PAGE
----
GROTON, Conn. -- State election officials have fined a Massachusetts
woman $4,000 for voting in Connecticut with an absentee ballot that tied
a primary race in Groton, forcing the race to be decided by a coin toss.
The state Elections Enforcement Commission fined Alicia Primer, of
Weston, Mass., who has a home in Groton and had been registered to vote
in both states, officials said.
Primer was fined for causing last year's tie between Elissa Wright and
Rita Schmidt in the Democratic primary for state representative from the
Former Democratic Registrar of Voters Allen Palmer filed the complaint
months after the August 2006 election after he discovered the person who
cast the tie vote, Primer, should not have been allowed to vote.
This summer Primer told an elections enforcement official and The Day of
New London that she thought she could vote in Groton because she owned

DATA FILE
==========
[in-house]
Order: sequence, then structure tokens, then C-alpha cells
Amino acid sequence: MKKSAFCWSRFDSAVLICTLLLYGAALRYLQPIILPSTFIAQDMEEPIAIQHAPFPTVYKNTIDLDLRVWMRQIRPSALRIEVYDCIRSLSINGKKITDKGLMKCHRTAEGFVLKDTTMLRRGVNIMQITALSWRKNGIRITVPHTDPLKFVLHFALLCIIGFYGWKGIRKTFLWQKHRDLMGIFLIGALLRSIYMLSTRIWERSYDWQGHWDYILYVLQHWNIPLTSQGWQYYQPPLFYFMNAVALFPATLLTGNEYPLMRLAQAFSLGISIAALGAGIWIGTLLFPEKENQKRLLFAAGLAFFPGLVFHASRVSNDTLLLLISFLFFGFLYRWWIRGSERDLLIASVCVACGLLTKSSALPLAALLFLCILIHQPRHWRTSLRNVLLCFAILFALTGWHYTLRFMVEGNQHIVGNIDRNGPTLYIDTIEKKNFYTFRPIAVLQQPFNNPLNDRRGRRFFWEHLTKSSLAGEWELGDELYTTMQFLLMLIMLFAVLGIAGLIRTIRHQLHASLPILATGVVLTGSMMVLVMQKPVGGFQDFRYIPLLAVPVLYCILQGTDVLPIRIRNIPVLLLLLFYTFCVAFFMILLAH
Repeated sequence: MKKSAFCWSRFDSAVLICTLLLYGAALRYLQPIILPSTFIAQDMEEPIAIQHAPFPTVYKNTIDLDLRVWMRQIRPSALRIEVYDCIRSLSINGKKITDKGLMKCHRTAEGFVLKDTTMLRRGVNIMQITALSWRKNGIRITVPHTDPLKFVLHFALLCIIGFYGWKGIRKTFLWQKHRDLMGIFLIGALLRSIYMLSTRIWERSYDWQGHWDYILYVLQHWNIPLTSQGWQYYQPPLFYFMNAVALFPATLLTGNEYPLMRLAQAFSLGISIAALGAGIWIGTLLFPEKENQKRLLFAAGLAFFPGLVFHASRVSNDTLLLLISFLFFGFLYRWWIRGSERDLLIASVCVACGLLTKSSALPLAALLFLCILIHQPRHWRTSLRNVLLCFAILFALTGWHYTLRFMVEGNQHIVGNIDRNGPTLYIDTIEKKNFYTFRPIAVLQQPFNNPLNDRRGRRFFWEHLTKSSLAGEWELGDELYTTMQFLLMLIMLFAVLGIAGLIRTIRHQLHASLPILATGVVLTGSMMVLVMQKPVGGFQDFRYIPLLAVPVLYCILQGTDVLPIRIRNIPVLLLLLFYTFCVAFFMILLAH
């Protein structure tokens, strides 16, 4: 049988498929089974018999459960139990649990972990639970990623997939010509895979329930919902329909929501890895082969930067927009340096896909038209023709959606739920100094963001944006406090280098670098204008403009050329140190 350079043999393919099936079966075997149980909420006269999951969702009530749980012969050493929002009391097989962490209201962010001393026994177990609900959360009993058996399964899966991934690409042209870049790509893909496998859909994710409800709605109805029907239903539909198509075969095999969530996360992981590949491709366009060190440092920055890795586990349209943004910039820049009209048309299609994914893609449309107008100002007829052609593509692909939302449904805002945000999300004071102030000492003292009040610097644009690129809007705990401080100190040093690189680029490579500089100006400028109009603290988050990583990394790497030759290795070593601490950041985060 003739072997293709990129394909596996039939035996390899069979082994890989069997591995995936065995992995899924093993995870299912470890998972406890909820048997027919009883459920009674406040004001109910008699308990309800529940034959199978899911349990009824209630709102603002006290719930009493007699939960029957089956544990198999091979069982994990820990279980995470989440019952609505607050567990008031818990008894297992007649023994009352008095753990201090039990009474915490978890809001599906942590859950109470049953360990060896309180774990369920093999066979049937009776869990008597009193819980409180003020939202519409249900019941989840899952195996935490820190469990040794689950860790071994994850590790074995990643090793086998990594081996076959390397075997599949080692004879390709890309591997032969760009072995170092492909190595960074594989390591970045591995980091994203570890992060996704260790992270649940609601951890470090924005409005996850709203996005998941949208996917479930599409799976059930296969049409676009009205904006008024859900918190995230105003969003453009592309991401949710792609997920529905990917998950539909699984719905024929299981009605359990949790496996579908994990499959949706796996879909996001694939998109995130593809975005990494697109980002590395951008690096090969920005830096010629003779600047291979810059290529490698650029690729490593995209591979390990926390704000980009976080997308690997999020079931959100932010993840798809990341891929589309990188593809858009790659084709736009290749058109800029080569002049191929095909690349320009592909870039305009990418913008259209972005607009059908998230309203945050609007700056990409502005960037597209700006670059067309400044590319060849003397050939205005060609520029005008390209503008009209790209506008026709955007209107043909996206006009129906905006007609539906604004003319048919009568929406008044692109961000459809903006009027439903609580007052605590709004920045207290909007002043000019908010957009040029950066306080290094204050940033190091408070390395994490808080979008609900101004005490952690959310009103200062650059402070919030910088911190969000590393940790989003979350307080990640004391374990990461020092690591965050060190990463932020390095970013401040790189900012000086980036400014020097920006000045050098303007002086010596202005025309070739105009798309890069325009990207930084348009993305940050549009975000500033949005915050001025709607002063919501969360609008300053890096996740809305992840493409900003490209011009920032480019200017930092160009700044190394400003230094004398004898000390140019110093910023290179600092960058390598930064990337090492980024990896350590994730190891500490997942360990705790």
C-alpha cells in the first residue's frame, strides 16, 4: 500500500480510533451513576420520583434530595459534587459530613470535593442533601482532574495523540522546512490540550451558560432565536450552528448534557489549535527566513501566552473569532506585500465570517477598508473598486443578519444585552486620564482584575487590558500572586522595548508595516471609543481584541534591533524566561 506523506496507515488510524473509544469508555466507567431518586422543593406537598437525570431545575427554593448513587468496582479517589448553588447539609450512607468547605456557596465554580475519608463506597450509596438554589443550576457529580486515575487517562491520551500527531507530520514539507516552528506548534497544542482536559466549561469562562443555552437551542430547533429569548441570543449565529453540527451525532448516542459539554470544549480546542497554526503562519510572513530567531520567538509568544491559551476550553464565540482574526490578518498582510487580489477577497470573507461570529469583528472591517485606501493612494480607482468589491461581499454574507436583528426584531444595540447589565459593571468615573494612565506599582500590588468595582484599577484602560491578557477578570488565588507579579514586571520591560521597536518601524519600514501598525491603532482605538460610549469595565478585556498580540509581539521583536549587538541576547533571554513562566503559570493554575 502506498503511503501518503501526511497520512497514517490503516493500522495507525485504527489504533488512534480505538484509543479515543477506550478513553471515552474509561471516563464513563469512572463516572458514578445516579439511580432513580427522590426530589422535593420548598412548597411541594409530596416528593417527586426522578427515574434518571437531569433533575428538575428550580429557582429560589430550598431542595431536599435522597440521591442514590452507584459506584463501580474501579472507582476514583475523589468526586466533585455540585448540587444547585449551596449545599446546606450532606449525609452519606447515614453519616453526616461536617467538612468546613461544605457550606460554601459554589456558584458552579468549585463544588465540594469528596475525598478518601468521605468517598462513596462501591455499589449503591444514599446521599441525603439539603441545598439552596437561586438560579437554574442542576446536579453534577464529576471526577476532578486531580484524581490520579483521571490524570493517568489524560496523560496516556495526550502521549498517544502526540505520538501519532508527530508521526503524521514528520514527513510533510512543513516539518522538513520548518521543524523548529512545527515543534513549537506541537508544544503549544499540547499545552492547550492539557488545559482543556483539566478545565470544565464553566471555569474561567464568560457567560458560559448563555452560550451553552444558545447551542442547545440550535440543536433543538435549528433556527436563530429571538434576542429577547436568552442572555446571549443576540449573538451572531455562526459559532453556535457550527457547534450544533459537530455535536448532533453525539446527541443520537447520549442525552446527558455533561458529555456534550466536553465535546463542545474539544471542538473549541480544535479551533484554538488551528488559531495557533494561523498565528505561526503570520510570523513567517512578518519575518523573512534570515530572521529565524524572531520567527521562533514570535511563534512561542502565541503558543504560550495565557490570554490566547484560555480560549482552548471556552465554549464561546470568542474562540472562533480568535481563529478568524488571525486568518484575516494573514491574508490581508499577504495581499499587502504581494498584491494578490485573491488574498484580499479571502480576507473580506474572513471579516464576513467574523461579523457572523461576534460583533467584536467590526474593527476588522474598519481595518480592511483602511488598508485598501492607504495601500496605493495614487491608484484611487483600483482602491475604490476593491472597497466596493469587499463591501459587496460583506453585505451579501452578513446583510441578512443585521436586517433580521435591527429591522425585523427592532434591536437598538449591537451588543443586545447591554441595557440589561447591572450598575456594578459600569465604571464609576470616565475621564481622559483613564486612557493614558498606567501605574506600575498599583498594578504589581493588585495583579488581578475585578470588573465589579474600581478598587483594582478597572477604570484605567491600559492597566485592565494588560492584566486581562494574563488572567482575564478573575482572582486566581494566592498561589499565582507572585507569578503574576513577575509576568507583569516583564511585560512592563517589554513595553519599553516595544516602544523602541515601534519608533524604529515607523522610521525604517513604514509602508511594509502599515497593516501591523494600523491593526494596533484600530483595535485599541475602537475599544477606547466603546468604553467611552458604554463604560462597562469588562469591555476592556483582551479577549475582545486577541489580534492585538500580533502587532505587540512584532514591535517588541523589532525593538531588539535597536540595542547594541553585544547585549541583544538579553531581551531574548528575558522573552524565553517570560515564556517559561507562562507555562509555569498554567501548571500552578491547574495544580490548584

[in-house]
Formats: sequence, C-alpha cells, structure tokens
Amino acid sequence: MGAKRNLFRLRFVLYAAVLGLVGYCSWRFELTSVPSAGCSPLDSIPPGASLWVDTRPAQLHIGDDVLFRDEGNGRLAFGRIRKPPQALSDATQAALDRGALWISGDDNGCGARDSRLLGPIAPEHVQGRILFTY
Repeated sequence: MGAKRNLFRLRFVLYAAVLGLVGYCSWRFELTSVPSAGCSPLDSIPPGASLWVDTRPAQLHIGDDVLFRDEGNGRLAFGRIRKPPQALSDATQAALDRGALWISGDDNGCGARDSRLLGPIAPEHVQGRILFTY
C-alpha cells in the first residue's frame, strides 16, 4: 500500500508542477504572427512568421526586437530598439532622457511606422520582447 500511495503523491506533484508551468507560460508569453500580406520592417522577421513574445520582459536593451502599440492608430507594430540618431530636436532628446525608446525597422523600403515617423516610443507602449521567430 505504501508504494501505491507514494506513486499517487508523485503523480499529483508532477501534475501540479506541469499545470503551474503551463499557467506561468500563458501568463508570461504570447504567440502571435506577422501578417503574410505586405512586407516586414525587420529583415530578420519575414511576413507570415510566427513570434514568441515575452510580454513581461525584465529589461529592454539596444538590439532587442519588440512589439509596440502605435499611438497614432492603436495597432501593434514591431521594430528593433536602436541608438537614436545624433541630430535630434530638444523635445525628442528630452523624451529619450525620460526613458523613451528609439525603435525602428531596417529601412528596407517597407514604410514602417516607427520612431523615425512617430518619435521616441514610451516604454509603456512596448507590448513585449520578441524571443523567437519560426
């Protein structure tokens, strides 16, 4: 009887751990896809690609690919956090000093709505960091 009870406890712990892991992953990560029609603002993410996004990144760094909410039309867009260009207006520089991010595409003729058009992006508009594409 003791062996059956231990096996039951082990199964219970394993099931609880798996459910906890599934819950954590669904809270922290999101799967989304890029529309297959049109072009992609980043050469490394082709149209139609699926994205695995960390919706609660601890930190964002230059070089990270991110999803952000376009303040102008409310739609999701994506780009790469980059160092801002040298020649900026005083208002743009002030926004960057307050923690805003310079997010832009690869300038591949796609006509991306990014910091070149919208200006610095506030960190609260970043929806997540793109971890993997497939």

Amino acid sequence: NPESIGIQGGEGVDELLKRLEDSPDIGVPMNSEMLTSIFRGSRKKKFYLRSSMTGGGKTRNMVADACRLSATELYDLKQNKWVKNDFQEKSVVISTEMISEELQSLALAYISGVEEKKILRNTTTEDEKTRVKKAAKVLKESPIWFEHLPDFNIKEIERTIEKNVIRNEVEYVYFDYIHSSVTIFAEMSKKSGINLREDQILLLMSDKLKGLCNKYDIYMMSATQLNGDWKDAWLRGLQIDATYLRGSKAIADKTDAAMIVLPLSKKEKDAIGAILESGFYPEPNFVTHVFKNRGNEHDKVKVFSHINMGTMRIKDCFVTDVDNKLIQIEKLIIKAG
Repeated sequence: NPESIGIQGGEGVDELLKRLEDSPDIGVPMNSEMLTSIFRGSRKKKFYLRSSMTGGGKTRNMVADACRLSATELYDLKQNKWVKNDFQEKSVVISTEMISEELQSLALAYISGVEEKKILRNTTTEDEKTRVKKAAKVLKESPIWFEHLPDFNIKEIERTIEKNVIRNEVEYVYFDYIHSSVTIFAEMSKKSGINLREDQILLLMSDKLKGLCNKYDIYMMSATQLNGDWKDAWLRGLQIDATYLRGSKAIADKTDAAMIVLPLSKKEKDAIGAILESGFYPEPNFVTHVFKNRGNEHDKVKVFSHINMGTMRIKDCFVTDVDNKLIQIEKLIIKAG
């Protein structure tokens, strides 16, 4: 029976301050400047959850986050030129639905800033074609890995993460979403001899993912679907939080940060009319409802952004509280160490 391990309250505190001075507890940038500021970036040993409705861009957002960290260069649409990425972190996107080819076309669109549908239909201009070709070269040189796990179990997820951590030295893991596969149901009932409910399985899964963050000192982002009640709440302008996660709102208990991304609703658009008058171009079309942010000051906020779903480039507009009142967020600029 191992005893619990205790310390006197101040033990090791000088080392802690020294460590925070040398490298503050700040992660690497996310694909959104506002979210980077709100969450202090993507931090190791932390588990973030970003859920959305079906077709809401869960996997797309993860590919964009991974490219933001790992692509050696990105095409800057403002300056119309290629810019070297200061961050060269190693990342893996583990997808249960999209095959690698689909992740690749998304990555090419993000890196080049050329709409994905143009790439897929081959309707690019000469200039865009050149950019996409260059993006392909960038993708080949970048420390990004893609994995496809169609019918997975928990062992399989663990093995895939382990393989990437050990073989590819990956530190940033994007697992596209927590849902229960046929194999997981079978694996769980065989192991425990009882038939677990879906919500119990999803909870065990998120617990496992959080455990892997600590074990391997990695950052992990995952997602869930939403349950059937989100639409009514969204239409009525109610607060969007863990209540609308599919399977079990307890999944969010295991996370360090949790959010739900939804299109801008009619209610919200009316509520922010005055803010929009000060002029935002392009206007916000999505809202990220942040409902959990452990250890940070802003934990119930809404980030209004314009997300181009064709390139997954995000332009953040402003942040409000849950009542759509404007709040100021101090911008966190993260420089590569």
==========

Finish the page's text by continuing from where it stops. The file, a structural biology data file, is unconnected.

"The Commission considers registering to vote and voting in more than
one jurisdiction at a time to be a serious offense, but is utilizing its
civil authority due to what it perceives as the lack of intent on the
part of the Respondent to commit a crime," the commission said in its
When the votes were counted last August, Rita Schmidt had one vote more
than Wright. But when the mandatory recount was completed, state
officials advised Palmer to count one more absentee ballot, the one from
Primer. The absentee voter in question had presented an acceptable form
of identification when registering to vote in person at Town Hall. But
the state registration system had not recognized the person's Social
Security number, and the absentee ballot did not contain another form of
identification. So the ballot was put aside.
As part of Palmer's investigation into whether to count the ballot, he
had to confirm that the person was indeed a valid voter in the town. He
verified that the voter, Primer, was on the list of registered voters,
and counted the ballot.
The August 2006 Democratic primary was decided by a coin toss, which
favored Wright. Wright went on to win the general election. She
successfully got a new law passed that got rid of the practice of
breaking of a tie in a primary "by lot" and replaced it with a runoff